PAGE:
on the left bank of the Malaprabha river,
Pattadakal a World Heritage Centre has 10 major
temples representing early Chalukyan architecture.
The biggest temple here is dedicated to Virupaksha.
Enclosed in a large quadrangle surrounded by small
cells, it has a massive gateway and several
inscriptions. Besides scenes from the Ramayana and the
Mahabharata, there is a wonderful carving designed to
look like an elephant from one side and a buffalo from
the other. In front of the temple is a majestic 2.6k
metres high Nandi. In contrast to the pink - tinged
sandstone temples, the Nandi is made of deep green
stone and is covered in a red floral cape. The
Virupaksha temples is still used for worship.
Stop now at the Mallikarjuna and Papanatha
temples delicately chiseled, rich in detail. The inner
hall of the Papanatha temple is guarded by Nandi and
Virabhadra. There are 16 pillars in the main hall with
The Jain Temple here is from the Rashtrakuta
Besides these temples is a group of temples remarkable
primarily, for representing two chief styles of Indian
architecture, side by side. The detailed
descriptions in the sculptures of the temples give an
insight into the social life of those days.
Aihole was the first capital of the early
Chalukyas. Aihole is to the west of
Badami, along the Malaprabha river,
while Pattadakal is to the east.
Pulakesi I, one of the greatest
rulers of this dynasty, moved the capital to Badami
nearby. Badami was then known as Vatapi.
The first phase of temple building in Aihole dates
back to the 6th century CE, the
second phase to the 12th century.
Ravanaphadi temple is a rock cut
temple, with a rectangular shrine, with two mandapams
in front of it and a rock cut Shivalingam. This temple
dates back to the second half of the 7th century.
The prominent temple groups here are the
Kontigudi group and the Galaganatha
A group of three temples is referred to as the
Kontigudi group of temples. One of these is
the Lad Khan temple, named after a
mendicant that lived in this temple in the 19th
century , another the Huchiappayyagudi
temple and the Huchiappayya math.
The Lad Khan temple consists of a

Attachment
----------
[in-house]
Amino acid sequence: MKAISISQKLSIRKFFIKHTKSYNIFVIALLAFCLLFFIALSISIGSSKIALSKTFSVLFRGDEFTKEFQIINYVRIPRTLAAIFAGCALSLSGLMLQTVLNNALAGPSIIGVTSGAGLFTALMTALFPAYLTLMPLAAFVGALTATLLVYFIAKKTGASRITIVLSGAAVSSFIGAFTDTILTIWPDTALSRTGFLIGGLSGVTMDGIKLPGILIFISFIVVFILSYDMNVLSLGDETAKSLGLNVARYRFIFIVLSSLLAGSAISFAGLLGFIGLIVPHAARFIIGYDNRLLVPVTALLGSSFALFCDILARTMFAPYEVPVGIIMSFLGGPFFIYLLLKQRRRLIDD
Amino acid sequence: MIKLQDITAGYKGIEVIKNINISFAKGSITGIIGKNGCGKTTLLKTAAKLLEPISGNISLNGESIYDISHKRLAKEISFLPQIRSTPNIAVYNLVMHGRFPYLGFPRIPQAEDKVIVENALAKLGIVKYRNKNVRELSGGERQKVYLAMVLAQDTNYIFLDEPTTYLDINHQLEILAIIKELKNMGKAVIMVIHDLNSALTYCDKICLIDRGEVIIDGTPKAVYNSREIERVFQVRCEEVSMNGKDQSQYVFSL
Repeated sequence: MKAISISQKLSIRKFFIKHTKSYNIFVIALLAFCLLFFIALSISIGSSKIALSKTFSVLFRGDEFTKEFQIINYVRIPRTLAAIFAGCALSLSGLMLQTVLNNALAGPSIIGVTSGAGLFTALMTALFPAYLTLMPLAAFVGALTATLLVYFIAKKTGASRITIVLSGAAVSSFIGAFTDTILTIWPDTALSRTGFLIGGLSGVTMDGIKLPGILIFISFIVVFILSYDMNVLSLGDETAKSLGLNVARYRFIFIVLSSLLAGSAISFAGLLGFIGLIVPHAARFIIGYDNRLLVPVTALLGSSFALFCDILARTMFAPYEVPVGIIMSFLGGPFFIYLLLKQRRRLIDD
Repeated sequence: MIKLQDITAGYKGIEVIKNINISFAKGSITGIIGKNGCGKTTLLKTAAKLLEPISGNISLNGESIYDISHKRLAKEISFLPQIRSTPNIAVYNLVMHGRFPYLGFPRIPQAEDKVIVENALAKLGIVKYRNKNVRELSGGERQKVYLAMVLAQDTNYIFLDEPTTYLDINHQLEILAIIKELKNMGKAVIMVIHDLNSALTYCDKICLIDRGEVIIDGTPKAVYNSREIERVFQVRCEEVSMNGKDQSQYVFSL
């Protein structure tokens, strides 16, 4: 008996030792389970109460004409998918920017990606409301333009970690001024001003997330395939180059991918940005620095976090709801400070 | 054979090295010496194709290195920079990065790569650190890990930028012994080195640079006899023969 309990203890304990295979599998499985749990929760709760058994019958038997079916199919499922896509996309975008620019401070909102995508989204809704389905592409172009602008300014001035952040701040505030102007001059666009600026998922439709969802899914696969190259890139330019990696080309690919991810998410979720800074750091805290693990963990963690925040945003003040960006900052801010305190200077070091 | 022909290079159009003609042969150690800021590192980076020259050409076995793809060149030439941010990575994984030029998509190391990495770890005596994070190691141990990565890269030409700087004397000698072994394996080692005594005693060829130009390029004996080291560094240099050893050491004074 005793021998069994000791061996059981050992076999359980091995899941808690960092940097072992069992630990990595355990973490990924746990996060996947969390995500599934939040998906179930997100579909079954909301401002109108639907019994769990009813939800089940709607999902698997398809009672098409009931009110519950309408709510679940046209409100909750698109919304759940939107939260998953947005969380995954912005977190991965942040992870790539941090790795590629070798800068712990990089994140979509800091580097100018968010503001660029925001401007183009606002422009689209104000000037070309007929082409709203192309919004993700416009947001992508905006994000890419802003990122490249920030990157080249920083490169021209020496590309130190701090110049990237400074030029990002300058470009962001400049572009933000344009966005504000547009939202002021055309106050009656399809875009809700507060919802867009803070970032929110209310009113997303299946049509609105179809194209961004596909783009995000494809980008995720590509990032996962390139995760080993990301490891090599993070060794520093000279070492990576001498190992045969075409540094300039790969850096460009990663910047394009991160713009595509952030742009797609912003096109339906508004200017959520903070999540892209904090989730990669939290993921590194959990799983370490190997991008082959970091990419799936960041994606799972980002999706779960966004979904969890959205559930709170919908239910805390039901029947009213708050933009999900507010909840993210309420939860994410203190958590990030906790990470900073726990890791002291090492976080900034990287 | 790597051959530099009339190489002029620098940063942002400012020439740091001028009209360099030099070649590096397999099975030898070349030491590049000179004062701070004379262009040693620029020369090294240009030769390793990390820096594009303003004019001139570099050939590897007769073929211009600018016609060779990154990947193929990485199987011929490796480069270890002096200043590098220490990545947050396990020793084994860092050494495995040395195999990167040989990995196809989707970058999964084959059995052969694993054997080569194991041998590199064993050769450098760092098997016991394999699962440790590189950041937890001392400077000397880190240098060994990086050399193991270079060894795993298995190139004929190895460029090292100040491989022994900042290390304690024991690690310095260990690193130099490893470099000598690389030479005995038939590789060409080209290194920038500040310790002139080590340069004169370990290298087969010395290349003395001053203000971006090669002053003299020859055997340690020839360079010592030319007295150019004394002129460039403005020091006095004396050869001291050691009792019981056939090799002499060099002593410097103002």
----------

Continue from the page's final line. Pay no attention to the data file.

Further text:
shrine with two mandapams in front of it. The shrine
bears a Shiva lingam. The
mukha mandapa in front of the sanctum has a
set of 12 carved pillars. The sabhamandapa
in front of the mukha mandapam has
pillars arranged in such a manner as to form two
concentric squares. There are also stone grids on the
wall carrying floral designs.
The Huchappayyagudi temple has a
curvilinear tower (shikhara) over the sanctum (unlike
the Lad Khan temple). The interior of the temple has
The Galaganatha group is one of
nearly 30 temples on the bank of the river Malaprabha.
The main shrine of the Galaganatha temple enshrining
Shiva - Galaganatha has a curvilinear
shikhara, and has images of
Ganga and Yamuna at the
entrance to ths shrine.
The Huchimalligudi temple at
Aihole, built in the 8th century shows an
evolution in the temple plan, as it shows an
ardhamandapam or an ante-chamber annexed to the main
The best known of the Aihole temples
is the photogenic Durga or the
fortress temple. It is apsidal in plan, along the
lines of a Buddhist chaitya, a high moulded adisthana
and a tower - curvilinear shikhara. A
pillared corridor runs around the temple, enveloping
the shrine, the mukhamandapa and the
sabhamandapa. All through the temple,
there are beautiful carvings.
The Meguti Jain temple stands on a
hillock. The temple sits on a raised platform, and a
flight of steps leads one to the mukhamandapa. The
pillared mukhamandapa is a large one. A flight of
stairs leads to another shrine on the roof, directly
above the main shrine. From the roof, one can have a
panoramic view of the plain with a hundred temples or
From a historic standpoint, the Meguti temple has an
inscription on its foundation stating that it was
built in the year 634 CE. This inscription also
contains a reference to the poet Kalidasa.